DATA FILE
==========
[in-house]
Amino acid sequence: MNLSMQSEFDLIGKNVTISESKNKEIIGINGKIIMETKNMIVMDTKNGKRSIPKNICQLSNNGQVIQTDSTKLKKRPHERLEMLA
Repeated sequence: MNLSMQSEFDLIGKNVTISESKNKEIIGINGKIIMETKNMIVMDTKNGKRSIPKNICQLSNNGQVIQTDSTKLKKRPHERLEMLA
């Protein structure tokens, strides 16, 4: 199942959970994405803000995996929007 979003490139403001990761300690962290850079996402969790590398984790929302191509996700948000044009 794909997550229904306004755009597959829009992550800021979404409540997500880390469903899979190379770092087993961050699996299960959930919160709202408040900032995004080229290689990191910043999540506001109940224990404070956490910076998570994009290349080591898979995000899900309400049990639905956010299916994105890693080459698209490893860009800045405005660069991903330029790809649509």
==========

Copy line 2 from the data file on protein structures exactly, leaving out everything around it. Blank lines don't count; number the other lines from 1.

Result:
Amino acid sequence: MNLSMQSEFDLIGKNVTISESKNKEIIGINGKIIMETKNMIVMDTKNGKRSIPKNICQLSNNGQVIQTDSTKLKKRPHERLEMLA